Roar for Tigers

Chinese Health Nuts ‘Biggest Threat’ To India’s Bengal Tigers

Chinese Health Nuts ‘Biggest Threat’ To India’s Bengal Tigers

Jan 7, 2014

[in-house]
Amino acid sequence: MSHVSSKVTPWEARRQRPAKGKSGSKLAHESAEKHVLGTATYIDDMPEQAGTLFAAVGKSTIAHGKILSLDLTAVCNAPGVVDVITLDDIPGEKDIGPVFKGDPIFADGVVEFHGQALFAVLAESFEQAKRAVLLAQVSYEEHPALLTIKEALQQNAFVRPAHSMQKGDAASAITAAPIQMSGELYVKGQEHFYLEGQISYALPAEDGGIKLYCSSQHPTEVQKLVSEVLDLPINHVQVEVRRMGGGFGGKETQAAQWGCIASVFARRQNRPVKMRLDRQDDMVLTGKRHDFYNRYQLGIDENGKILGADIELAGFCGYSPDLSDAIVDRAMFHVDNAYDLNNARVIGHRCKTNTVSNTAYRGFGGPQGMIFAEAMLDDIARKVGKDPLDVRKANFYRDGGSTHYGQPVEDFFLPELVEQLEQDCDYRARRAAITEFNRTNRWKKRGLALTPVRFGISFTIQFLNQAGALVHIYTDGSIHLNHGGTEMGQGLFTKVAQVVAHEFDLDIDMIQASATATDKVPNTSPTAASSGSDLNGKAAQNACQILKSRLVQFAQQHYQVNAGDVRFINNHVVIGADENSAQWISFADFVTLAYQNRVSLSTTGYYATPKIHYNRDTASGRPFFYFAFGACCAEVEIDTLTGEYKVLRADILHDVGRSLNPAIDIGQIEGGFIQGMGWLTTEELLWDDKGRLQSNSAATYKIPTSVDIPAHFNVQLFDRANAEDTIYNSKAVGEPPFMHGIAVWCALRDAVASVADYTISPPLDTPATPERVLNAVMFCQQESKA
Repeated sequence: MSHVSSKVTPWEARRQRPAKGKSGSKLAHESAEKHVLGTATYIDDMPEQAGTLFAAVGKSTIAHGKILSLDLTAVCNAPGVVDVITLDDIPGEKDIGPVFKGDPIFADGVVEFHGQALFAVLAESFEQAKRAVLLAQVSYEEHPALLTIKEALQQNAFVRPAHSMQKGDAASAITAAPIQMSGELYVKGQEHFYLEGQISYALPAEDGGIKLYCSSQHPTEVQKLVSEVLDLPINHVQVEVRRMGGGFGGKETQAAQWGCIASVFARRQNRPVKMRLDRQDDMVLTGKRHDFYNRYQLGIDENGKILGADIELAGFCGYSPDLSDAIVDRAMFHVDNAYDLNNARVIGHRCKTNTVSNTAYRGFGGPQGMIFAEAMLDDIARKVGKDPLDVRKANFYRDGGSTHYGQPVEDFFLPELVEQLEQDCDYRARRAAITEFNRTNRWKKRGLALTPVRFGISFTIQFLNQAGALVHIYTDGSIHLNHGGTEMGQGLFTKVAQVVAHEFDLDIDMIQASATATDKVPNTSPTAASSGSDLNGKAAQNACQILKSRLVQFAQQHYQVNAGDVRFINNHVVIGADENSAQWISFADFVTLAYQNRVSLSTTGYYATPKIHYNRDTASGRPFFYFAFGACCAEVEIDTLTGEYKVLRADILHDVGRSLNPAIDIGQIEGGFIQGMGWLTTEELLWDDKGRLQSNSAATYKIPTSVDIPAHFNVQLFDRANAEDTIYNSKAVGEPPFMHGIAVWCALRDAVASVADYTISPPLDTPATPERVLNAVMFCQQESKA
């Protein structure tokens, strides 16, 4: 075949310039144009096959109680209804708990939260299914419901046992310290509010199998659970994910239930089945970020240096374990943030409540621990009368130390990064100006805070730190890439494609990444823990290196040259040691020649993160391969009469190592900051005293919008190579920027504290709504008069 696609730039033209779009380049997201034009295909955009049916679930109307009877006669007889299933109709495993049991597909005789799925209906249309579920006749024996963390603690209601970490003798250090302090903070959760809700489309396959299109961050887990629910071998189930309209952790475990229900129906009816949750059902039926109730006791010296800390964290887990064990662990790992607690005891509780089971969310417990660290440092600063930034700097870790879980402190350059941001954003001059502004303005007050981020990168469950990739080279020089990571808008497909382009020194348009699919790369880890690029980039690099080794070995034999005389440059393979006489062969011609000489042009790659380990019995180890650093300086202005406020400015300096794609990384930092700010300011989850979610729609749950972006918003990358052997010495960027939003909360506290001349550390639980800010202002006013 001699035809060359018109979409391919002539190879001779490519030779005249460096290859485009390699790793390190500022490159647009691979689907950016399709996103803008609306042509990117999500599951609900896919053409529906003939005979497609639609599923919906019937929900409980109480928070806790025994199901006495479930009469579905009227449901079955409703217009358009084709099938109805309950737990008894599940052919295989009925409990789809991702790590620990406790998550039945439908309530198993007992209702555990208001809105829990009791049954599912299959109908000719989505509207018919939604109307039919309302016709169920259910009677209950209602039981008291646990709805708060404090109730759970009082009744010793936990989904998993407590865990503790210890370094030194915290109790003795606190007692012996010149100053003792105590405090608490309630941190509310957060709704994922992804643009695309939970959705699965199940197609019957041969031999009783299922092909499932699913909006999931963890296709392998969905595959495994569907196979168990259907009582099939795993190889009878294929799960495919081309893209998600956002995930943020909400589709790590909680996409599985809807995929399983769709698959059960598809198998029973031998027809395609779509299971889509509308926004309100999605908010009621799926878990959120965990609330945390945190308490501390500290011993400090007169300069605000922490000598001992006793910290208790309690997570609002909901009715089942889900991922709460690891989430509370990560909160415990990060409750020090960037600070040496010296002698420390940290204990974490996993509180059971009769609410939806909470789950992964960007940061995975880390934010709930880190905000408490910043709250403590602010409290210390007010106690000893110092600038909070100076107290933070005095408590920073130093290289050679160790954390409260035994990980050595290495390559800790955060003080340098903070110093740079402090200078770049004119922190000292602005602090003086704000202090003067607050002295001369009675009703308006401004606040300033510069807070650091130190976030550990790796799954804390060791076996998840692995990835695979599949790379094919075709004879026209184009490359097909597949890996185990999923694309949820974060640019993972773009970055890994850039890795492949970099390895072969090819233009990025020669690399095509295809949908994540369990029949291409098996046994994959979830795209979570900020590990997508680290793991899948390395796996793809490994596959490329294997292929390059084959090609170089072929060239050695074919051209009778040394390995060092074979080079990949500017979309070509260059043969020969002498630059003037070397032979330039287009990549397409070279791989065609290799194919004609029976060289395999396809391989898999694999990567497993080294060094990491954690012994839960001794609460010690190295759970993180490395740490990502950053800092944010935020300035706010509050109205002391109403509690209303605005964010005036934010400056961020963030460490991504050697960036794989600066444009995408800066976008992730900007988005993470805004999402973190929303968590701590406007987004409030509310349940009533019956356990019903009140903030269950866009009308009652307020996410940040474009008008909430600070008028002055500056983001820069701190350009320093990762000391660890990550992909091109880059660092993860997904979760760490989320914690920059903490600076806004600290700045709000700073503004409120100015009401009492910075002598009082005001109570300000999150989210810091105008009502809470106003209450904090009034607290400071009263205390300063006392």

Traditional medicine in China has Indian poachers slaughtering Bengal Tigers in greater numbers and shipping their body parts up north for cold hard cash. Although the tiger population in India is actually on the rise, there is an alarming increase in poaching of the country’s big cats.  Recent data released last week show that India lost approximately 48 tigers last year to poachers, up from 32 in 2012, according to the Wildlife Protection Society of India. “Until the demand is addressed and stopped, tigers will go on being killed by poachers,” Belinda Wright, head of the Wildlife Protection Society, told the South China Morning Post on Monday. “This issue of demand is something that can only be tackled by China,” Wright reportedly said. Interpol says the trade in illegal wildlife products is worth some $12 billion a year. India is home to the world’s largest tiger population, making it a major source market for the illegal wild animal trade. Most of the demand for wildlife comes from outside of India, with China being the go-to spot for tiger body parts such as their paws.  Despite increased awareness and vigilance, The Society’s Wildlife Crime Database shows a continuing increase in wildlife poaching and smuggling in India. “The prices the poachers are fetching are so high that, despite India’s attempts to enforce the law, they are prepared to take risks. They are ruthless and sophisticated. We have to reduce demand,” Tito Joseph, the Society’s program manager, told the South China Morning Post. The wildlife authorities appear to be in a losing battle with the poachers who are organised and well-equipped. They can easily pay off forest guards or policemen if they get into trouble, the South China Morning Post reported. According to the World Wildlife Fund, the Bengal tiger is considered an endangered species. Before the international ban on tiger trade in 1993, tiger populations were being decimated by poachers. However, even with the ban, the illegal demand for tigers as status symbols, decorative items, and Chinese medicinal “cures” has increased demand for tigers, leading to what the WWF calls a  ”new poaching crisis” in India. Poaching driven by the international illegal wildlife trade is the largest immediate threat to the remaining tiger population, the WWF says. India has roughly 1,706 tigers, according to the last official estimate taken in 2011. The number was 1,411 in the 2008 census. Work on the next tiger census — the world’s biggest — started in December.  Research spans 500,000 square kilometers of subtropical forest where 90% of India’s tigers live. Over 2,000 experts work with forest officials to count the tiger population. Worldwide, the WWF estimates there to be around 2,500 Bengal tigers. Tiger parts are sold at Chinese medicine shops in China, Korea, Hong Kong, Singapore, and Chinatowns in North America and Europe. According to Eugene Linden of Time magazine: “tiger bone remedies” are “so ingrained in these cultures that it is not certain their government could control the trade.”

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